Subject: Re: Huge (> 1TB) disk
To: None <firstname.lastname@example.org, email@example.com>
From: Lord Isildur <firstname.lastname@example.org>
Date: 05/14/2002 10:27:26
Heres a reference to the track-aligned extents thing i mentioned:
Its in the usenix FAST 2002 proceedings, entitled 'track-aligned extents:
matching access patterns to disk drive characteristics'. it can be
downloaded from http://www.pdl.cmu.edu/ftp/stray/traxtent_abs.html
even off-disk, it can pay off to know the geometry.
On Tue, 14 May 2002, Lord Isildur wrote:
> even modern scsi disks have such a concept, and they make very good use
> of it in disk firmware when scheduling operations..
> and even outside of disk firware, being aware of tracks is both possible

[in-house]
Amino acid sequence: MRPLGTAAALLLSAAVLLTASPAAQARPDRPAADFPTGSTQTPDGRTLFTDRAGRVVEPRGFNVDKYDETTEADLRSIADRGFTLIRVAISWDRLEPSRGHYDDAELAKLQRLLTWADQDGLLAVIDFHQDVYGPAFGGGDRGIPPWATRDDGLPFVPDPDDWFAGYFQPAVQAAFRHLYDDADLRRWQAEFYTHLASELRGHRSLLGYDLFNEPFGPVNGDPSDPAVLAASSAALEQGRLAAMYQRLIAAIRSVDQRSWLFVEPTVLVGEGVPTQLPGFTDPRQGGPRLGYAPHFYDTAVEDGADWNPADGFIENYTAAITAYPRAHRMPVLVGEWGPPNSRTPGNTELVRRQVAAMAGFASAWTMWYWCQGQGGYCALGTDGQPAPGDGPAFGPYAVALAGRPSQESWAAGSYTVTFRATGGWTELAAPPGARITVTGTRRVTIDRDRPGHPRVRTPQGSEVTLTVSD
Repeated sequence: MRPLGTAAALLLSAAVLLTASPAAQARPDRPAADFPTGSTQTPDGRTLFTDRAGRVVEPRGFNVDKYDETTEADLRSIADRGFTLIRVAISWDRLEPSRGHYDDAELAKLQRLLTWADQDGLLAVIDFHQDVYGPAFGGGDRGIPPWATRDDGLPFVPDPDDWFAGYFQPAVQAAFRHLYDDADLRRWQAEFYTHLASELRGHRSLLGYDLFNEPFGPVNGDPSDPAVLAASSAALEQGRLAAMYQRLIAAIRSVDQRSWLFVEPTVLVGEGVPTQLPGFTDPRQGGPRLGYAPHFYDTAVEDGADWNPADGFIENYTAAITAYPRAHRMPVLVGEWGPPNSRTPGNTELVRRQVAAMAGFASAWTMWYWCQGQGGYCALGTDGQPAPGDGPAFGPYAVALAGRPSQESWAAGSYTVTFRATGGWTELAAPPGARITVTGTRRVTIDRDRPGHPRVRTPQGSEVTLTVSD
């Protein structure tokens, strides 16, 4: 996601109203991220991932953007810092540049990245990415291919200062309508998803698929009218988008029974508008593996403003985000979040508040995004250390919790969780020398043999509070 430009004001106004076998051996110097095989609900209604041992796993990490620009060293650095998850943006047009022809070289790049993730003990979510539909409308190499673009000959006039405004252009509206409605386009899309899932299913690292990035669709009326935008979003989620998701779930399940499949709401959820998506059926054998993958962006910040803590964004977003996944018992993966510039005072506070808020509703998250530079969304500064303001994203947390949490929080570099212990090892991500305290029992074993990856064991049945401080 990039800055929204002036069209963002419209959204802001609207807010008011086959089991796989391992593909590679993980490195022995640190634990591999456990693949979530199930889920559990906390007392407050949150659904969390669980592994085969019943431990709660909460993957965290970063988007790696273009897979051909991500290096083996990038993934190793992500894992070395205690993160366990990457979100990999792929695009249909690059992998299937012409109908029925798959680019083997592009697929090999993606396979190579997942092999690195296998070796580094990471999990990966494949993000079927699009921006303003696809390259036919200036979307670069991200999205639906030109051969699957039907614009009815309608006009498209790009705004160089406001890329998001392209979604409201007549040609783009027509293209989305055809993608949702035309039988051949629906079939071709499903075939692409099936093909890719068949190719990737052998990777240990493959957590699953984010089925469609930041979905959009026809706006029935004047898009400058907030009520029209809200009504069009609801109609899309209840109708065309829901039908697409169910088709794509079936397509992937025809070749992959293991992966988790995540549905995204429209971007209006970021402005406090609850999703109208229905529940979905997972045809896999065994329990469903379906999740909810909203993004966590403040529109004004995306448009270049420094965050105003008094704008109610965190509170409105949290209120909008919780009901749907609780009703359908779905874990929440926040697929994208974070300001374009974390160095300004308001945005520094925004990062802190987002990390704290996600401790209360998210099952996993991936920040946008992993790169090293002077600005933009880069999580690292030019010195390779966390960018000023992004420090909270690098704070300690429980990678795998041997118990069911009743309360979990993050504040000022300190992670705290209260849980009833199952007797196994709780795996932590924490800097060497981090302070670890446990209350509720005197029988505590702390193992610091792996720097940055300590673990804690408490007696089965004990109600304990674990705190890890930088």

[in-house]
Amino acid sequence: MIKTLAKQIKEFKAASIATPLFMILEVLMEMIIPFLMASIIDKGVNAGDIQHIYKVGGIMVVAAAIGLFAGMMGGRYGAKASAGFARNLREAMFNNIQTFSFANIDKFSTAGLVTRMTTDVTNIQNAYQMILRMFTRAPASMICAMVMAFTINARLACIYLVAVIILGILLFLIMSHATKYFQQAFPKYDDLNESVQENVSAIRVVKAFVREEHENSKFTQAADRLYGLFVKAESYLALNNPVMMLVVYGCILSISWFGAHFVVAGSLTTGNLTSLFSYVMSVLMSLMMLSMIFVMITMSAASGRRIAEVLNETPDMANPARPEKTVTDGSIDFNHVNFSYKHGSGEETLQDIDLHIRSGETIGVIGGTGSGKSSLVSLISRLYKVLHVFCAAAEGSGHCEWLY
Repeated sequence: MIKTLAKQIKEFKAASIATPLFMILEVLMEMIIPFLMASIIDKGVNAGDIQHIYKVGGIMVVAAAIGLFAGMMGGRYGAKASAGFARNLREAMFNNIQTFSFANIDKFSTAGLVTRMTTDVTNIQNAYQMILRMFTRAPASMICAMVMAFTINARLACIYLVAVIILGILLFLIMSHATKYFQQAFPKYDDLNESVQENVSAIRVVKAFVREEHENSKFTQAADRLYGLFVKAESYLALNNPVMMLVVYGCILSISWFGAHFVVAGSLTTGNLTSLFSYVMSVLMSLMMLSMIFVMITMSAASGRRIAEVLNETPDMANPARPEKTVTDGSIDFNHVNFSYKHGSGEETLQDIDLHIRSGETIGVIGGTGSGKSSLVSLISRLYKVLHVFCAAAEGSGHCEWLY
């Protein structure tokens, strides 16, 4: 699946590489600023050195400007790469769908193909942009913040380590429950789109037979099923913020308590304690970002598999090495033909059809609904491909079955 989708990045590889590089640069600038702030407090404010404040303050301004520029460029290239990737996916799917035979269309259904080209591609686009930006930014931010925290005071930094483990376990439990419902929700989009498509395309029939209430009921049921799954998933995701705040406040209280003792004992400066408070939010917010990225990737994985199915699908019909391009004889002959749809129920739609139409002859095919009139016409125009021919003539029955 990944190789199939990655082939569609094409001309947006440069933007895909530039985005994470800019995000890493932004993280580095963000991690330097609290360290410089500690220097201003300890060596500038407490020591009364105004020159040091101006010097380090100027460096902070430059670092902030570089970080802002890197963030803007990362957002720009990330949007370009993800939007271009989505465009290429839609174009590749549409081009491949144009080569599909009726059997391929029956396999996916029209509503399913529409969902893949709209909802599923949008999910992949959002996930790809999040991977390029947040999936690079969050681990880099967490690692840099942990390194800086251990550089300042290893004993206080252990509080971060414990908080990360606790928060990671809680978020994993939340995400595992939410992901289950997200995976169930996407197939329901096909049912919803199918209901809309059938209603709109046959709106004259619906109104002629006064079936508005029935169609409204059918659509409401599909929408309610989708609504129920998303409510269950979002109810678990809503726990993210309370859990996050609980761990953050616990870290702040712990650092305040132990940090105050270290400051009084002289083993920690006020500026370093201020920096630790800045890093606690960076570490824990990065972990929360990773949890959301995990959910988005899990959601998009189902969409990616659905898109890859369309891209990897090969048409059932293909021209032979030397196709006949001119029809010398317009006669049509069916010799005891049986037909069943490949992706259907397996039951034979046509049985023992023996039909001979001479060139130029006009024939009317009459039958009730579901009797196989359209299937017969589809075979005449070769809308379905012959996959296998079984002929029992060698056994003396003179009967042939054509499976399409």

> and useful.. check out http://www.pdl.cmu.edu/Freeblock and
> http://www.pdl.cmu.edu/Dixtrac.. the track-aligned extents stuff isn't online
> atm it seems..
> now, ide disks are _way_ worse at trying to present the disk as an
> abstract vector of blocks with no performance impact from particular
> access patterns...
> On 14 May 2002, Perry E. Metzger wrote:
> > On Mon, May 13, 2002 at 11:51:52PM -0400, Lord Isildur wrote:
> > > for example, one of the very cheap things with a pretty good win is to
> > > avoid allocating blocks which span track boundaries, as a quick way to
> > Haven't seen a disk where you had any idea what a "track" actually was
> > in years. I suppose "Lord Isildur" doesn't know about ZBR.
> > For reference, on modern drives, "geometry" is entirely a fiction.
> > --
> > Perry E. Metzger email@example.com
> > --
> > NetBSD: The right OS for your embedded design. http://www.wasabisystems.com/